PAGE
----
SUZANNA COOPER discusses the reception of public nudity.
It was large, unusually but rather impressively spherical, covered in oil and manipulated beyond recognition with the most advanced photo editing software money can buy. Strangely enough, this orb managed to send several serious matters into oblivion, namely the successes of the Rosetta Space Mission. And it did all of that right here on Earth.
That orb is otherwise known as Kim Kardashian’s rear end.
In light of the recent scandals caused by celebrity nude photo leaks, as part of an explosive marketing ploy by Paper Magazine named #breaktheinternet, almost entirely naked photos of Kim Kardashian were pasted all over the web. The reaction was colossal. I’m not going to waste hours trying to determine why the reaction was as it was. The reason is simple: the image grabbed people’s attention because the marketing big shots wanted it to – and they knew how to make it happen. The international public are seemingly unable to escape that kind of control.
Nudity, it seems, is perpetually controversial within the media and seems to exist only in two polars. The first is initially private, perversely exposed in a seedy nightmare in which case the victim is often blamed for having idiotically created evidence of them ever having been naked (because we’re born screaming, red and wrinkly, but most certainly appropriately dressed). In some cases, it’s not even an intimate moment captured with the subject’s knowledge. Here, I’m harking back at that time a French photographer used a long lens camera to make mega bucks on Kate Middleton’s tits. The second is an obnoxious, kick-in-the-face, here’s-my-bum, sexual overdose packaged perfectly to cause spirals of mayhem: the recipe for a successful marketing venture.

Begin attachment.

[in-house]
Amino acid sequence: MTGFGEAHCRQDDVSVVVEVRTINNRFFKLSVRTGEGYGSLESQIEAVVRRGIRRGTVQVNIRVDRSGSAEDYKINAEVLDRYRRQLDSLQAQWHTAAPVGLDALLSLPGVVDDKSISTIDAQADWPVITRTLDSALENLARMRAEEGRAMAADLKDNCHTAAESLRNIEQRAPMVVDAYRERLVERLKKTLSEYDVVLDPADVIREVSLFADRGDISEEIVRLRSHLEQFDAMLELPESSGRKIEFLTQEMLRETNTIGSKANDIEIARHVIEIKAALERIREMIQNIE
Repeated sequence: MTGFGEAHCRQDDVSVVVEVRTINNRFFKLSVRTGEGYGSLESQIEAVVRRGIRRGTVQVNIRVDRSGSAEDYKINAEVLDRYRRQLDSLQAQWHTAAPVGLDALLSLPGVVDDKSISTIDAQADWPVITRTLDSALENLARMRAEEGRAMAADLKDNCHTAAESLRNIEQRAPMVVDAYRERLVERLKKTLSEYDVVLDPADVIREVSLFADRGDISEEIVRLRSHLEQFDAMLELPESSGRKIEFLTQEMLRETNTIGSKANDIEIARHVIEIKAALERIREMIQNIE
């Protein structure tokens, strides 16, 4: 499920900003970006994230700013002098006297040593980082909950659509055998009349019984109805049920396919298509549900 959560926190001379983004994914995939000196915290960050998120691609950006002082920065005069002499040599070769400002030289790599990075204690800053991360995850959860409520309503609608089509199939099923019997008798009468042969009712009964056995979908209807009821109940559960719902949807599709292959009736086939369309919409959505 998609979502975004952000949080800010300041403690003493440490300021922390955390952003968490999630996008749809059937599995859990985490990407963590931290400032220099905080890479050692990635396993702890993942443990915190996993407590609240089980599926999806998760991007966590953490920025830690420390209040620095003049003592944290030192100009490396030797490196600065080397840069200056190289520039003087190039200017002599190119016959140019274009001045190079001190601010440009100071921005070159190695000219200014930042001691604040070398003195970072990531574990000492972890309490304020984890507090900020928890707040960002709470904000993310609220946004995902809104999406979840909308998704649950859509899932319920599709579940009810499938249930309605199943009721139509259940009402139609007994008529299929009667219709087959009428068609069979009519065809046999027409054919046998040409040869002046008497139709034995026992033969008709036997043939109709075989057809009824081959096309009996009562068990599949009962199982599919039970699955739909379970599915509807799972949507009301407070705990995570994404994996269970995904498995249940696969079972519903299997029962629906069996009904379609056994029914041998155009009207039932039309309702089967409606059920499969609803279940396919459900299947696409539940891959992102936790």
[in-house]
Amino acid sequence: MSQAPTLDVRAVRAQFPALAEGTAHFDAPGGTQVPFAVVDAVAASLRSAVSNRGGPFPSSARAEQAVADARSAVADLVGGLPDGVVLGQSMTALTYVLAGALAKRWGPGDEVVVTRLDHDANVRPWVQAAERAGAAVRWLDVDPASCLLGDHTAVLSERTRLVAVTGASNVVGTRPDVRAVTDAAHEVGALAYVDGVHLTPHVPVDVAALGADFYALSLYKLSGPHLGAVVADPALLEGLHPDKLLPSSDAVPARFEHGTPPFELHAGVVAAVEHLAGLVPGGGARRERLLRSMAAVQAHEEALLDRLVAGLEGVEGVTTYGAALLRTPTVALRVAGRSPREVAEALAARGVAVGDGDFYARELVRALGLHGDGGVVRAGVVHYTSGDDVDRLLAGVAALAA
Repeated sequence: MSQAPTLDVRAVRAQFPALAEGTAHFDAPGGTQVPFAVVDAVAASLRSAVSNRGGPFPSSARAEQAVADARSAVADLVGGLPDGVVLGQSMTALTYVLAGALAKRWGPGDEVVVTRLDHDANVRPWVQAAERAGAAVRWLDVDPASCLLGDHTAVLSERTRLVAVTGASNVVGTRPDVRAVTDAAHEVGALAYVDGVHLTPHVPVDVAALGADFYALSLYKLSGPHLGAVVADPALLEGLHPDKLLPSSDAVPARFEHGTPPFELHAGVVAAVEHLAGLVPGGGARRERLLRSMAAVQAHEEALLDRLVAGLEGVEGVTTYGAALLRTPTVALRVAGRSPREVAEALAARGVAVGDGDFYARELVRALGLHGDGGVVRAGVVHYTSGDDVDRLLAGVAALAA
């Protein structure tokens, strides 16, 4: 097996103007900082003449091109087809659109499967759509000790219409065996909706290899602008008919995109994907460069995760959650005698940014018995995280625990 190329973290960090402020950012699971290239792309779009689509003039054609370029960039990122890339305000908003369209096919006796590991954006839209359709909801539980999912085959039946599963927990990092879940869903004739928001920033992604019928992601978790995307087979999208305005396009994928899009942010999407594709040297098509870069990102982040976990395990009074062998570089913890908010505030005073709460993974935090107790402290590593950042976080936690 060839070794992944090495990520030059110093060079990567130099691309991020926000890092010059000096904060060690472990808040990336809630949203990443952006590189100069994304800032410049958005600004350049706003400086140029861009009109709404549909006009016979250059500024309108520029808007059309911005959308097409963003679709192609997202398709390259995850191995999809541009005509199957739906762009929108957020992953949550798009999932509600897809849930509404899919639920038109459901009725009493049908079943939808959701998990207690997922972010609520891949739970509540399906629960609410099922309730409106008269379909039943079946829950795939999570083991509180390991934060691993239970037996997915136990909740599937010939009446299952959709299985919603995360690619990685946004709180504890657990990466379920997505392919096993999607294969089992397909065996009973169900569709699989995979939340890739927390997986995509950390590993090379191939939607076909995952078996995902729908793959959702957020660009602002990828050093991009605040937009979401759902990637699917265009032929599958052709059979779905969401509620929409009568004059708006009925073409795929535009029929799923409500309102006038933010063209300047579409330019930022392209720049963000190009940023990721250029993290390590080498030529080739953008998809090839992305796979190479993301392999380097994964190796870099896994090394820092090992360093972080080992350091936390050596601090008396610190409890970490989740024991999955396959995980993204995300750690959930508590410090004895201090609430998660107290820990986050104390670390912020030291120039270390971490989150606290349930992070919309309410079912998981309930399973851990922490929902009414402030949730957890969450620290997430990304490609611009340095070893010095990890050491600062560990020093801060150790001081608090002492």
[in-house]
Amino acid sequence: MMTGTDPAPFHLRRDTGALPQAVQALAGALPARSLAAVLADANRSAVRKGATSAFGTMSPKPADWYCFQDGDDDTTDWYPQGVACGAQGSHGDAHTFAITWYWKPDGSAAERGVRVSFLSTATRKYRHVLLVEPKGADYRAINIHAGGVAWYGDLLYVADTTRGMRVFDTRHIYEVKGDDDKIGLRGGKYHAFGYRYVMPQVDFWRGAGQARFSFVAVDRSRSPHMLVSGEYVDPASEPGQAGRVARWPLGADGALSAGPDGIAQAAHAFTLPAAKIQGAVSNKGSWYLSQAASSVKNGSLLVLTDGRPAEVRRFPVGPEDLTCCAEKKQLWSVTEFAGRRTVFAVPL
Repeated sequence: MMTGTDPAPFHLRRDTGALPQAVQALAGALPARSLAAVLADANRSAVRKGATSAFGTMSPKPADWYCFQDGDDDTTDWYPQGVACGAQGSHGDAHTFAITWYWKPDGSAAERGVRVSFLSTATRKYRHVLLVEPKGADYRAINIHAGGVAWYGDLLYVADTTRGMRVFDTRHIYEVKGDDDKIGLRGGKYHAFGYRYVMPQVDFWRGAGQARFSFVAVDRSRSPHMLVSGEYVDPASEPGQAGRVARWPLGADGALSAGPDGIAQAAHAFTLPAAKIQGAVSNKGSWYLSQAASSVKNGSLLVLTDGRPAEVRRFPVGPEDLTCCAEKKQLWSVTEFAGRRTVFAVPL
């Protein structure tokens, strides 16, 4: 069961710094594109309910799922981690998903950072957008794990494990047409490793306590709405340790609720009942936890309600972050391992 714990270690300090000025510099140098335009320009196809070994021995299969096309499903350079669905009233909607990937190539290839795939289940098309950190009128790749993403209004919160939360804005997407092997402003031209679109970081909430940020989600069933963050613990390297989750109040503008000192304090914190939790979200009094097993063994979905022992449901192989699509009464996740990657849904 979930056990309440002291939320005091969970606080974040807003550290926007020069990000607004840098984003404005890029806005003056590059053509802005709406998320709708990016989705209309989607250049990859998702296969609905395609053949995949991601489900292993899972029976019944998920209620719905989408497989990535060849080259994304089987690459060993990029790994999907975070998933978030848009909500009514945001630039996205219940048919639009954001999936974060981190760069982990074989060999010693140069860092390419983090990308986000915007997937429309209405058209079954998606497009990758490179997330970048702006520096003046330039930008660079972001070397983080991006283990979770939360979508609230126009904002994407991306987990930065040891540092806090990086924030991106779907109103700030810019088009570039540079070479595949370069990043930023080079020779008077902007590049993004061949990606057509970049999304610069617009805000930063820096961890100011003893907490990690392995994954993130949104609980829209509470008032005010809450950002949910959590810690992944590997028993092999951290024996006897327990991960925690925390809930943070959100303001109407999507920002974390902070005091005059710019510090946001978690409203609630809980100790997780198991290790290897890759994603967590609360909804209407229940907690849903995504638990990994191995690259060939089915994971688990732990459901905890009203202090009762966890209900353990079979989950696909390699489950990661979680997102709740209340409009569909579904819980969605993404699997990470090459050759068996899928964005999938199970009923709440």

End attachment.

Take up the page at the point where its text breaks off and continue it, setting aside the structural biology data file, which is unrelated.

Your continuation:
My feminist mind tells me there’s nothing intrinsically wrong with Kim showing us her bottom. She is perfectly welcome to wear as much or as little as makes her feel comfortable, and it’s nobody’s place to demonise her for being both a mother and naked. My mother is naked sometimes; I hope to be a mother one day and I don’t intend to sacrifice my time spent naked for that. If it were a painting of Kim that had graced the cover of Paper Magazine, I fear that very few would have piped up with the tired complaints that mixing motherhood with nudity is somehow offensive. And yet, Kim’s actions would have been exactly the same. She stood, naked, in front of some people for a bit. Scandalous?
The real issue here is that we’re very rarely exposed to nudity to which we can truly relate. Images of nudity, whether they be male or female, intended for our eyes or not, will remain offensive and controversial unless we actively and collectively attempt to change this. It would be a great shame not to; our natural state is neither offensive nor controversial, and so it would seem that the only key to fixing our muddled and chaotic concepts of body image is to normalise the body. Thankfully, we might be on our way to doing that. In the same week that Kim ‘broke the internet’, images of supermodel Lara Stone’s very naked post-baby body appeared in the pages of System magazine, entirely photoshop free. Does this mean we’re finally starting to move towards a healthier, more natural appreciation of ourselves? Now that we’ve seen a supermodel’s pregnancy induced stretch marks and belly flab, can we legitimise and accept our own?
Whatever it means, we have to remember that neither Lara nor Kim have done anything remotely wrong in baring all. In fact, there is much to be said for those women who are willing to do so. The more bodies we see in all their glory, the quicker we will be able to finally come to terms with our own.